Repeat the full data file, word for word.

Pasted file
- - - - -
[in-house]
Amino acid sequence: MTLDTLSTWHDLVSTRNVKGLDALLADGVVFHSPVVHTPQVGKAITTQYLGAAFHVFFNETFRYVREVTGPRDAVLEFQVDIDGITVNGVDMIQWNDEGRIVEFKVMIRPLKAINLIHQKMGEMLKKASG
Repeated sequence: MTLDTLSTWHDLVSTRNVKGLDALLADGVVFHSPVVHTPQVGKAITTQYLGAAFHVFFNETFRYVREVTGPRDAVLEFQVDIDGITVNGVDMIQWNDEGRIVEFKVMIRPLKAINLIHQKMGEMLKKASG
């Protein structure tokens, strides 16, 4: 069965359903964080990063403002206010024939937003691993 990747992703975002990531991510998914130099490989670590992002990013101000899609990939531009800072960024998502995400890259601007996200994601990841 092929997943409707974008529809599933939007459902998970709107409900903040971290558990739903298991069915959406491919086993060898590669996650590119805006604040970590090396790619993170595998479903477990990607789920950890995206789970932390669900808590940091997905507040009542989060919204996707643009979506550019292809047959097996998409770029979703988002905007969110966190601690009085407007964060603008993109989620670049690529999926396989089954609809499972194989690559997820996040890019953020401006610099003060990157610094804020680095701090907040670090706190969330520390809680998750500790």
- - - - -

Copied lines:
[in-house]
Amino acid sequence: MTLDTLSTWHDLVSTRNVKGLDALLADGVVFHSPVVHTPQVGKAITTQYLGAAFHVFFNETFRYVREVTGPRDAVLEFQVDIDGITVNGVDMIQWNDEGRIVEFKVMIRPLKAINLIHQKMGEMLKKASG
Repeated sequence: MTLDTLSTWHDLVSTRNVKGLDALLADGVVFHSPVVHTPQVGKAITTQYLGAAFHVFFNETFRYVREVTGPRDAVLEFQVDIDGITVNGVDMIQWNDEGRIVEFKVMIRPLKAINLIHQKMGEMLKKASG
């Protein structure tokens, strides 16, 4: 069965359903964080990063403002206010024939937003691993 990747992703975002990531991510998914130099490989670590992002990013101000899609990939531009800072960024998502995400890259601007996200994601990841 092929997943409707974008529809599933939007459902998970709107409900903040971290558990739903298991069915959406491919086993060898590669996650590119805006604040970590090396790619993170595998479903477990990607789920950890995206789970932390669900808590940091997905507040009542989060919204996707643009979506550019292809047959097996998409770029979703988002905007969110966190601690009085407007964060603008993109989620670049690529999926396989089954609809499972194989690559997820996040890019953020401006610099003060990157610094804020680095701090907040670090706190969330520390809680998750500790």